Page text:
Infracapital invests in infrastructure across Europe. What are some of the benefits of having a diversified portfolio?
Since 2004 we've made 53 investments, in 19 sub-sectors, across 13 countries.
A pan-European diversified mandate means that we can focus on the areas that we believe offer the best value at any given time and leverage our multinational team to build relationships across those regions and sectors. When we're talking to developers, entrepreneurs, or corporates about new opportunities we can refer them to businesses we own, or have owned in the past. That means if we own an integrated energy solution business that's been operating for many years and we want to look at creating a new one in a different jurisdiction, we can speak to our potential partners and say “look, we've done this over here, and we have a lot of experience with businesses just like this one.” Having these kinds of relevant, real-world reference points is really important.
Equally, we've grown small businesses into much bigger players. If we're talking to an entrepreneur about what they want to do with the next stage of the business, we can point to our experiences and successes and give them comfort that we can achieve what we say we're going to.
Amid rising competition, the definition of infrastructure seems to be broadening, with assets like data centers targeted by real estate players as well. Do you see the lines between these two asset classes starting to blur?
I think deals where you see that kind of blurring between asset classes are in the minority; what makes up most of the infrastructure sector is quite different from real estate. If you look at the genesis of infrastructure as an asset class, it started with initiatives like the PFI (Private Finance Initiative) and the PPP (Public-Private Partnership), where many assets were often backed by some form of real estate. Many early lenders looked at the sector in terms of a variant of lease lending, which is to say the debate over what constitutes infrastructure – is it like private equity, real estate, or fixed income? – isn’t new.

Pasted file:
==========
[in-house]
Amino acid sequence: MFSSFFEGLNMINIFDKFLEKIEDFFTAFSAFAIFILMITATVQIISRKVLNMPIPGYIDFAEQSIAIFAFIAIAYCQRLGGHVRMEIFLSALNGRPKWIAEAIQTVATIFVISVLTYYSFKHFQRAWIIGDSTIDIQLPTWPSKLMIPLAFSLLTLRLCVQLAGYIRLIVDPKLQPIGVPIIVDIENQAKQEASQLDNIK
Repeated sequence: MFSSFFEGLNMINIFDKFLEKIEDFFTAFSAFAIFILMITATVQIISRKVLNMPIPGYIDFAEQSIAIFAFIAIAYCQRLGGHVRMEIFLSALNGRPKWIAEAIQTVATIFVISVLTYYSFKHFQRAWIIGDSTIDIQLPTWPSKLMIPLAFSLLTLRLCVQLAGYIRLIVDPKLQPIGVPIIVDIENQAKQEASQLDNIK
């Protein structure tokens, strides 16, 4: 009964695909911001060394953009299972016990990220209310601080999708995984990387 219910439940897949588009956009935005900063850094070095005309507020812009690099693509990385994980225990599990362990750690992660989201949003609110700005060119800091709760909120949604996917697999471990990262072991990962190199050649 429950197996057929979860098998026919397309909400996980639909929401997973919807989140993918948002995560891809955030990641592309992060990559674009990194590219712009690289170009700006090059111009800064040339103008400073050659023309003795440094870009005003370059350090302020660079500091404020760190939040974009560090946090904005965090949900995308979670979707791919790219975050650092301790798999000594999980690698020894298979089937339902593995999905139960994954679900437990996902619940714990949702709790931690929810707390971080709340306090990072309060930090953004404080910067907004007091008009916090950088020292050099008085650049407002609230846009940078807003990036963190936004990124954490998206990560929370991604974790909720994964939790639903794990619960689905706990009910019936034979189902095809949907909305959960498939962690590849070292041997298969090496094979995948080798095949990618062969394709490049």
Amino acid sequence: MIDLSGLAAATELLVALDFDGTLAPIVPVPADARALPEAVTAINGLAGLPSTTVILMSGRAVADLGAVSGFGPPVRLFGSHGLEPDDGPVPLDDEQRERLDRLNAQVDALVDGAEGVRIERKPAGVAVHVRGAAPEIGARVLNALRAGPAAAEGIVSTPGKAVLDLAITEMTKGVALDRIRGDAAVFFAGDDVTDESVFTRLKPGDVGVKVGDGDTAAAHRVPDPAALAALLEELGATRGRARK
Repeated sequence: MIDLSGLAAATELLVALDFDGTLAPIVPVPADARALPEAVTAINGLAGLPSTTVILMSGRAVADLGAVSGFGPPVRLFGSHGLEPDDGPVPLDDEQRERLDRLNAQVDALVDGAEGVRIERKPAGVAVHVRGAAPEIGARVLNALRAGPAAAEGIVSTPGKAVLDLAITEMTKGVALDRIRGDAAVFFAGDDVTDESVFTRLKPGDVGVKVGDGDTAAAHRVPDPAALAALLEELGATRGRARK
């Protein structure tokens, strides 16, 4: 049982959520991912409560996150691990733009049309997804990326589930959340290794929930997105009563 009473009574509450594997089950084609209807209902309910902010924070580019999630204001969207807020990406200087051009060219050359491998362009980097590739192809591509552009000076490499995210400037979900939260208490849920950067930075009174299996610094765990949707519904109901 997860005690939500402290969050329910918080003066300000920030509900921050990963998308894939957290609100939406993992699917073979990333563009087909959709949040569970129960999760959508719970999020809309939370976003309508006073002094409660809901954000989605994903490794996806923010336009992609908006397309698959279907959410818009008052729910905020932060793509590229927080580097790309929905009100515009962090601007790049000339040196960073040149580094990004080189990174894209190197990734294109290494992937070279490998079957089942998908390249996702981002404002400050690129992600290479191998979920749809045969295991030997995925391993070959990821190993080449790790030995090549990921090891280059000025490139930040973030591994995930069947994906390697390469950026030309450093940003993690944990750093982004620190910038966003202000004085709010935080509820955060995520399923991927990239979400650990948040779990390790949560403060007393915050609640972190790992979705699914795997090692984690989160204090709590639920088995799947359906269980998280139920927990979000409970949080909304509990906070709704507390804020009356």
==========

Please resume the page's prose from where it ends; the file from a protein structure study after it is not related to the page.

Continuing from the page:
But there are emerging opportunities, such as data centers, where the debate has reignited. Concepts such as smart cities that bring in all sorts of elements, from data communication to transport networks to real estate, are another example. The challenge with smart cities is how to recognize the revenue stream for the infrastructure components in particular, but it’s an interesting area to look at.
What are some promising ways to source deals in today’s market?
We see good deal flow stemming from conversations with corporations that have infrastructure assets, or a desire to build infrastructure assets and portfolios, and are looking for an experienced financial partner to support that. I think we're going to see a regular stream of these kinds of deals.
Take broadband internet. There is significant investment opportunity in places like the UK, Germany, and Poland, countries that are lagging behind in converting copper wire to full fiber. In these areas, the proportion of fiber to the premises (FTTP) – when fiber optic cables run from the telephone exchange directly into a property – is still very low. If you can secure a fiber network in a second-tier city or rural area where you’ve got first-mover advantage, and a subsidized arrangement which reduces your net capital, you’re in a strong position. It’s an attractive opportunity for greenfield investors looking to capitalize on new technology.
How are rapid changes in technology shaping the infrastructure industry?
There are definitely two sides to this, which make me both excited and also wary. The characteristics that people look for in infrastructure are predictability resilience and stability. Technology is the opposite of that, because it creates change. That said, it’s also creating an enormous amount of opportunity – including the switch from copper networks to fiber that we just talked about. This is a generational shift for telecoms and data transmission, and as a long-term, prudent infrastructure investor, we are comfortable that the technology works and we can see commercial opportunities around that.